Ovid is also very believable when women lament their heroes’ infidelity and new love interests. Oenone begins her letter to Paris by asking if his new wife will even let him read it (“perlegis? an coniunx prohibet nova?” [5.1]). Later in the letter, she reminds Paris that Helen once loved Menelaus who now sleeps in an empty bed (“et sic Menalaon amavit / nunc iacet in viduo credulus ille toro” [5. 105]). In other words, what goes around comes around. (Justin Timberlake’s version of this message now has over 280 million views on YouTube.)
Even Penelope questions Odysseus’ faithfulness and imagines conversations he might be having with a hypothetical love interest (readers of course know this fear is not entirely unfounded):
esse peregrino captus amore potes
fortisan et narres, quam est tibi rustica coniunx
You can be captivated by an exotic love —
Maybe you tell her how plain your wife is (1.76–77)
In a similar way, Natalie Merchant ponders specific details about her ex-lover’s potentially superior new partner in her song “Jealousy”:
Is she bright, so well read?
Are there novels by her bed?
Is she the sort you’ve always said
could satisfy your head?
Ovid represents a broad range of emotions and reactions to infidelity. Deianira, for example, is less docile than other betrayed heroines as she lambastes Hercules’ philandering: “peregrinos addis amores/ et mater de te quaelibet esse potest” (“You acquire exotic lovers and whoever wants can become a mother by you” [9.47–48]). Later, she makes fun of the clothing Hercules wears when he is with Omphale and questions his manhood, before she finds out he is dying a painful death she has caused via the poisoned cloak (“scribenti nuntia venit/ fama virum tunicae tabe perire meae” [9.142–3]). Immediately after she hears the news, she asks herself “quid feci?” (“what have I done?”) and kills herself.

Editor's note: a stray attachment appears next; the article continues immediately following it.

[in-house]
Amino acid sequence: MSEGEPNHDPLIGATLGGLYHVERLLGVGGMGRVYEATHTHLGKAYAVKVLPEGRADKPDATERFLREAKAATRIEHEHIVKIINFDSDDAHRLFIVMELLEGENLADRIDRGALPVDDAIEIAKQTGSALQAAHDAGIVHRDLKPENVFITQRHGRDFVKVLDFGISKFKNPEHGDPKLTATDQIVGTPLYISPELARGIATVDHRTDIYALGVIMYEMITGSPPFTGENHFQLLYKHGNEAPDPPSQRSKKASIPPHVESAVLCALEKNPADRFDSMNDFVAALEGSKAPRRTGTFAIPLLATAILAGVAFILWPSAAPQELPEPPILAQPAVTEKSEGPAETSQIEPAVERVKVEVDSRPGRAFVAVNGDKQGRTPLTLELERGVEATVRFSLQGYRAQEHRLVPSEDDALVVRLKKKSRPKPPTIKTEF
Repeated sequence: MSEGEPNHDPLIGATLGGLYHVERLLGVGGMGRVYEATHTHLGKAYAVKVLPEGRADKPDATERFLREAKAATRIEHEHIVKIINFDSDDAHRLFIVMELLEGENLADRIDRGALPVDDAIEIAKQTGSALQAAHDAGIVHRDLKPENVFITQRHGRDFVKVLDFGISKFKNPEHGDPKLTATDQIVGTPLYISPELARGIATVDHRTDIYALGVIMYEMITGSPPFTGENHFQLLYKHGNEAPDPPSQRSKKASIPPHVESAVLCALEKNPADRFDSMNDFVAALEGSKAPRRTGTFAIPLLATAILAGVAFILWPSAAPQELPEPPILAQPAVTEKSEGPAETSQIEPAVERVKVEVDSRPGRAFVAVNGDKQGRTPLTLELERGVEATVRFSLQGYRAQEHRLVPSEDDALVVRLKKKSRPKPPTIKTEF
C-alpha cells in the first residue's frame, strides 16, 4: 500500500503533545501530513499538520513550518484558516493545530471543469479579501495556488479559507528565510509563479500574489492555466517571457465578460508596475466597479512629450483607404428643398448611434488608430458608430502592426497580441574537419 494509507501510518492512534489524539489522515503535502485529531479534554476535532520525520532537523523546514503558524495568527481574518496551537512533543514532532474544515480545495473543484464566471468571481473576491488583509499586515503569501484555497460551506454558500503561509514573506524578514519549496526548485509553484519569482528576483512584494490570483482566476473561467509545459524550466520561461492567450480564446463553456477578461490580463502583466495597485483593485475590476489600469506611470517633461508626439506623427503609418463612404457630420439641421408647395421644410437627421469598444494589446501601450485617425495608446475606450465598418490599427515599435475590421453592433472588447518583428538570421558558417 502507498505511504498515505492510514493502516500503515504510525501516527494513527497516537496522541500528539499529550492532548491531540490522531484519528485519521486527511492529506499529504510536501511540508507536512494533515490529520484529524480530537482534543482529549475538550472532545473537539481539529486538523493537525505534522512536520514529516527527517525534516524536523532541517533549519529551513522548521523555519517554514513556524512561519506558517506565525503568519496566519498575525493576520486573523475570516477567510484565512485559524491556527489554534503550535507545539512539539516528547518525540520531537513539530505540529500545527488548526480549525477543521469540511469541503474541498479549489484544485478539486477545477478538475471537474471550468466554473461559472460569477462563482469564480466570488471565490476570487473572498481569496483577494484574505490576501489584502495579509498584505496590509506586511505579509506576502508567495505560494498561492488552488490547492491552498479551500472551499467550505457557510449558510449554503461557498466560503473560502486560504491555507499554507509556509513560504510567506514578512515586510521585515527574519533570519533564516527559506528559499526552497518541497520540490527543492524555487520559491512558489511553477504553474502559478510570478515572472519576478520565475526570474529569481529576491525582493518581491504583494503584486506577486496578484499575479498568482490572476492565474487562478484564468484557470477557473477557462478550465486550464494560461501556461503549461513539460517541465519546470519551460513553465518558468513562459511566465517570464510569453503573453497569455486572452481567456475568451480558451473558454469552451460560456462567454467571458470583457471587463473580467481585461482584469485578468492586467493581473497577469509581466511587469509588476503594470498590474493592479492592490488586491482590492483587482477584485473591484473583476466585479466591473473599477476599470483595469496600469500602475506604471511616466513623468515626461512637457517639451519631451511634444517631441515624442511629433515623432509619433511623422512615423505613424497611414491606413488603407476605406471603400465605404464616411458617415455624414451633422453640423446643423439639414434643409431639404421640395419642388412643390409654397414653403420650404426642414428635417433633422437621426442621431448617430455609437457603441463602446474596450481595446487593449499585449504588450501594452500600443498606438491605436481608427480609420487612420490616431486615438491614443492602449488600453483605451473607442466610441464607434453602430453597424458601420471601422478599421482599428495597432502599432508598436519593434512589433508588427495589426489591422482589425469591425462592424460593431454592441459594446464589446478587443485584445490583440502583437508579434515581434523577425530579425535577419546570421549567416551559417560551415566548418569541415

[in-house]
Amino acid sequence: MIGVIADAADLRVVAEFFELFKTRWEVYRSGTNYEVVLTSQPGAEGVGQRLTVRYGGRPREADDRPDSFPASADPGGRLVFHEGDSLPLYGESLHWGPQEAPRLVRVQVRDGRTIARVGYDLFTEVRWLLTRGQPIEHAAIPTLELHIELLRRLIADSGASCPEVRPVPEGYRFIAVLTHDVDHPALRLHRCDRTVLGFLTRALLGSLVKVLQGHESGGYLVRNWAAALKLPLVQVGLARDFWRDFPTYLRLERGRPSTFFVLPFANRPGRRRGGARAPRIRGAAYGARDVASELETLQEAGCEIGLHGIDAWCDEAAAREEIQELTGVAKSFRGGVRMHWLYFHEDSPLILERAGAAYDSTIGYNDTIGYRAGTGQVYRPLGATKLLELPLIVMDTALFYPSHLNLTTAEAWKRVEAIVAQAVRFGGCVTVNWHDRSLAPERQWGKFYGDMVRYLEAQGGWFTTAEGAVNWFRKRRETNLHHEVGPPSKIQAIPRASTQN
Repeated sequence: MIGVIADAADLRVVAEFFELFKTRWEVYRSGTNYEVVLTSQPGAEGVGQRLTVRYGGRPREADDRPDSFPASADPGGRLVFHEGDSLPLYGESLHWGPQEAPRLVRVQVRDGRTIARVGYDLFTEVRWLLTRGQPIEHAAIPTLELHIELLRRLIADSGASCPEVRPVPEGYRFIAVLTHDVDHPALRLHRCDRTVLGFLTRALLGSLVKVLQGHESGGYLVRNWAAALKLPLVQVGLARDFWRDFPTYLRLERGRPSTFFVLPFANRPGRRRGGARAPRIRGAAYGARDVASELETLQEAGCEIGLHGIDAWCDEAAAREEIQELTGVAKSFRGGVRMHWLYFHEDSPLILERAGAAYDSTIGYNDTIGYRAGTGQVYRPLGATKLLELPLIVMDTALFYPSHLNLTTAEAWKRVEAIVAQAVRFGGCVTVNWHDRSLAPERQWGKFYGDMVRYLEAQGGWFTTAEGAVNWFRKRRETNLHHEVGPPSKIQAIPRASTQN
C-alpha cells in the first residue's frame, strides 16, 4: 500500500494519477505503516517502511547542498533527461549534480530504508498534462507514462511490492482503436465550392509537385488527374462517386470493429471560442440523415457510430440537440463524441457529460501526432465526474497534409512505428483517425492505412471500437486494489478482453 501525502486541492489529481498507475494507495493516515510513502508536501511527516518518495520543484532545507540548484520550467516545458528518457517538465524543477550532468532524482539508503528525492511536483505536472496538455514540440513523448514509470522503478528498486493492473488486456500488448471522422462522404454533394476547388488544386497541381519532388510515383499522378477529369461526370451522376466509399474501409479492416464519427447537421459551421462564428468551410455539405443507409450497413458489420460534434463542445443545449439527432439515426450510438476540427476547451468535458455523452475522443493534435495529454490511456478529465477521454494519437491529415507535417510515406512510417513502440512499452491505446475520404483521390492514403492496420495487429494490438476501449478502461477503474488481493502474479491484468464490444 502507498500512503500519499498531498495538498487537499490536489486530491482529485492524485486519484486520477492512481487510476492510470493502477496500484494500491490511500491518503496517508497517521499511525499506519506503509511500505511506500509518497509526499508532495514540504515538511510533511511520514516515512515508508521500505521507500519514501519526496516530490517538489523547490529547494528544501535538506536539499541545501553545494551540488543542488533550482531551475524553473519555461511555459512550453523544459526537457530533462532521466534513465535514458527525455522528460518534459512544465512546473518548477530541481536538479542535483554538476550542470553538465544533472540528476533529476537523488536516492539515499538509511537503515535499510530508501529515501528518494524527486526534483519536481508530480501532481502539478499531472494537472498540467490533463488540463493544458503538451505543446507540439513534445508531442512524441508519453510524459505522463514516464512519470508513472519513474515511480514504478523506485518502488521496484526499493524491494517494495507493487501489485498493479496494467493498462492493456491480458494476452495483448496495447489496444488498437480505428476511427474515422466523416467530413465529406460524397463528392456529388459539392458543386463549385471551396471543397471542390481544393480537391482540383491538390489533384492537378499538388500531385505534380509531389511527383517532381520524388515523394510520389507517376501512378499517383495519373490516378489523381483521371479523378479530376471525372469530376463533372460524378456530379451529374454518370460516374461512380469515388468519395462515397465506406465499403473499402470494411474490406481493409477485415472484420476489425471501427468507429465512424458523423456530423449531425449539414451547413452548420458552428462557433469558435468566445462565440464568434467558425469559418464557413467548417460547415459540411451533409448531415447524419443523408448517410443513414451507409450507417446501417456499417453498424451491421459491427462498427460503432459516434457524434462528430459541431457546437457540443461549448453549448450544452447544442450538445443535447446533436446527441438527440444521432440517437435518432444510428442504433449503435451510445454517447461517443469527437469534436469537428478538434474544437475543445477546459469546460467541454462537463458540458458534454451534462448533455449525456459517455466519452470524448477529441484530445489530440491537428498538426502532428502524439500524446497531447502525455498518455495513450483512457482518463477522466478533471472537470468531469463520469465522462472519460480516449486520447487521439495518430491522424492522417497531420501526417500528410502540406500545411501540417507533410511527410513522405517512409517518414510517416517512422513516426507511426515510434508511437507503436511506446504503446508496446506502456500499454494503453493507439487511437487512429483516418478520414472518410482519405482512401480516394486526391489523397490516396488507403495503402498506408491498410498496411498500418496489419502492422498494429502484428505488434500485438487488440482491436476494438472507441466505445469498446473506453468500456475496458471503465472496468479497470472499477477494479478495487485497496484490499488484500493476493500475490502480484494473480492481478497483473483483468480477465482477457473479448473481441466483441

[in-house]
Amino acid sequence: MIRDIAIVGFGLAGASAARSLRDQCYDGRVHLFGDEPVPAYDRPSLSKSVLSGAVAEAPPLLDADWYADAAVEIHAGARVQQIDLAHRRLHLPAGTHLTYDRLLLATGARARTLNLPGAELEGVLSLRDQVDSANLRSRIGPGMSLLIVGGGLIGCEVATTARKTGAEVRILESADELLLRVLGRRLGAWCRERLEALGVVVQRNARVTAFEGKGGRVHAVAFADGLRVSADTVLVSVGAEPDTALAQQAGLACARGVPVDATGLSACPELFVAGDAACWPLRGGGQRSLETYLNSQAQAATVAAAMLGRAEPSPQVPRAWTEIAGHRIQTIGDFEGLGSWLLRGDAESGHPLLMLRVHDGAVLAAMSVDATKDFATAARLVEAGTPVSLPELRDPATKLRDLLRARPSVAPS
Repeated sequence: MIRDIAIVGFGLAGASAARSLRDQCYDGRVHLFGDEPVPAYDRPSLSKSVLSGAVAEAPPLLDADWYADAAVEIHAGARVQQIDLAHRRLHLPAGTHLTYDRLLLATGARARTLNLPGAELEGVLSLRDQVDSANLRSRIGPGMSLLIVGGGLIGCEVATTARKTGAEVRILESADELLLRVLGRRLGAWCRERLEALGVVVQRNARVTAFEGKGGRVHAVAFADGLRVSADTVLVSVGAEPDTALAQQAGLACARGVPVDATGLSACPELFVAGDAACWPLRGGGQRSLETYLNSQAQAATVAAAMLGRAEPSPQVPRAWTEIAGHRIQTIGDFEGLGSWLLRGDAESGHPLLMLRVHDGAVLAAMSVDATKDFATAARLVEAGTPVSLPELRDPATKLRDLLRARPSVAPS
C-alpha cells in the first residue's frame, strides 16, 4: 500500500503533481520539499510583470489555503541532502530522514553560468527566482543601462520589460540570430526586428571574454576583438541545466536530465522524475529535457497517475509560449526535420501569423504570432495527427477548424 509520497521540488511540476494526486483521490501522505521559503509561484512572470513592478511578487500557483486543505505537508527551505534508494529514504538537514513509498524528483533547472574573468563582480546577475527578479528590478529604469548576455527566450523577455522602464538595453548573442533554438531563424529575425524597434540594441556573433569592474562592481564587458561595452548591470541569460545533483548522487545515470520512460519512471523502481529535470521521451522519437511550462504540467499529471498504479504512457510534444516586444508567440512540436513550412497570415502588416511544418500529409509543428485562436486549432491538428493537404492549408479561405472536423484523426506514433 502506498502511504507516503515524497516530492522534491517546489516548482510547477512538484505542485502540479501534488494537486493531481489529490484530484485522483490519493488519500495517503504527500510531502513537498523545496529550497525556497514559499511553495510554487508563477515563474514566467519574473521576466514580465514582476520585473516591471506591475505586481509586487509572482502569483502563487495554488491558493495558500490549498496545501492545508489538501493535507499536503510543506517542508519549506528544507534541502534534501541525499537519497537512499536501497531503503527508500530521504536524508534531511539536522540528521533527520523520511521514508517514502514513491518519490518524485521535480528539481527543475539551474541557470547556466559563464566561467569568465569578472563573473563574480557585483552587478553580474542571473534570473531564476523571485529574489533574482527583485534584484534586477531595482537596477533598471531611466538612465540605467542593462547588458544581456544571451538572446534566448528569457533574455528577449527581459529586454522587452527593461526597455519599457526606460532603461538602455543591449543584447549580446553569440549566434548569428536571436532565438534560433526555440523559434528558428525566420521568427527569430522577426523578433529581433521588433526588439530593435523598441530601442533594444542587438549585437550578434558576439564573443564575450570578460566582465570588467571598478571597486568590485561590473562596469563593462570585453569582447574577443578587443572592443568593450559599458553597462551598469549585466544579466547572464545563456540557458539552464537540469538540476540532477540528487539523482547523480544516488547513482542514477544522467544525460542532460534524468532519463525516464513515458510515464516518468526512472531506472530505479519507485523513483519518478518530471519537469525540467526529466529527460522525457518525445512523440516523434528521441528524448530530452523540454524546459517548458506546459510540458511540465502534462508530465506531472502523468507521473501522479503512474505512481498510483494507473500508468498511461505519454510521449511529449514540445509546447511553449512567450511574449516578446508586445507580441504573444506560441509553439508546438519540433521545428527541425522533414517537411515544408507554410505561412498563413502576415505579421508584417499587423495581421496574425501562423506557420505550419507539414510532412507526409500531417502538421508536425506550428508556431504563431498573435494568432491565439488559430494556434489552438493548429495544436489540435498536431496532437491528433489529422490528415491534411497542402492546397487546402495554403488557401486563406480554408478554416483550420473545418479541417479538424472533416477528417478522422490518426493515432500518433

In “You Oughta Know,” the quintessential ’90s breakup anthem, Morissette is much angrier than Merchant in “Jealousy.” There is no murder in her song (a la Dixie Chick’s “Goodbye Earl”), but she captures the simultaneous disdain for and continued attachment to the person who betrayed her.
Does she speak eloquently?
And would she have your baby?
I’m sure she’d make a really excellent mother…
And every time you speak her name
Does she know how you told me
You’d hold me until you died
’Til you died, but you’re still alive
Nobody has questioned whether Merchant and Morissette are credible in their reaction to infidelity. Of course they are; it is terrible to be left for another person. Ovid captures a variety of believable experiences in his letters via a feminine voice.